I just paid income taxes.

I just paid income tax.

Part of it was from corporate job, and part of it was from holding and selling Bitcoin in 2017.

And of course I feel morally wronged. What did I do against the society that I’ve got to pay so much for it? The money I oficially had to pay for merely speculative gains are the equivalent of:

  • about 250 parking tickets (or littering, or public drinking)
  • about 100 average speeding tickets
  • 5 strong laptops
  • 10 decent laptops
  • 10000 cans of average beer

Who the hell invented progressive taxation? You even don’t have to earn a fortune to be fined very heavily. Not even close. I just did well this year.

I didn’t do that well in the previous years, in fact I was quite poor back then. And I cannot calculate that into the cost of previous years good performance.

That’s fucking frustrating. I consider changing the country, cause cryptocurrencies will rise once again (after they end their current decline), and again I will be able to profit. This time I am not willing to be fined that much for it.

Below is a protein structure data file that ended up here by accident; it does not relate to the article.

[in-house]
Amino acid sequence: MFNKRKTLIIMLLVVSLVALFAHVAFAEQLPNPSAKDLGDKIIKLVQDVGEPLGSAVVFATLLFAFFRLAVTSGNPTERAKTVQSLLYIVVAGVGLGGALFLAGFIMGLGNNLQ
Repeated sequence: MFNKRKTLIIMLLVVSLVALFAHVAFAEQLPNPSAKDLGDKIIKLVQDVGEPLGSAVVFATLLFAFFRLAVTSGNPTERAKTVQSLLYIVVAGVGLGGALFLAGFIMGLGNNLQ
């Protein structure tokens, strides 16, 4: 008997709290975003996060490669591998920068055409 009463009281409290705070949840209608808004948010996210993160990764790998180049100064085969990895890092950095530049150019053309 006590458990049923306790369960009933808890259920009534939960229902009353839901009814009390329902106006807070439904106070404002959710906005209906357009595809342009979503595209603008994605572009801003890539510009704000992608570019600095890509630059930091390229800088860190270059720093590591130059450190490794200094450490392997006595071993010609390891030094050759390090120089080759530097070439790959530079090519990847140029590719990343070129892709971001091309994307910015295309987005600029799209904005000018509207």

Do not punish productivity.

It’s true that some amount of state intervention is necessary and brings more good than harm.

Unfortunately income tax, capital gains tax, value added tax, property tax etc. all punish the productive people, who make and consume all kinds of goods and services.

But production itself is not something evil, harmful, and costly to the society. So what is costly?

  1. Environmental impact (water use, CO2 emissions, dust, smoke, noise).
  2. Health impacts of goods (i.e. someone who drinks and smokes more is more likely to get sick, which might burden public health system)
  3. Use of public space (like cars occupying the roads, leading to congestion, which is then relieved by constructing more roads, which is costly and allows even more traffic).
  4. Use of public services (like subsidised goods, energy etc.).

And these are the domains that are ethical to tax.

These kinds of institutional transformation would provide much more efficiency and prosperity for society. It could eliminate road congestion, promote new technology in environmentally sound way, or even allow more green cities and towns without invading private property.

Isn’t that great that city or state can shape it’s future?

Then why is that still taxing productivity, even if good, instead of shaping it for the better?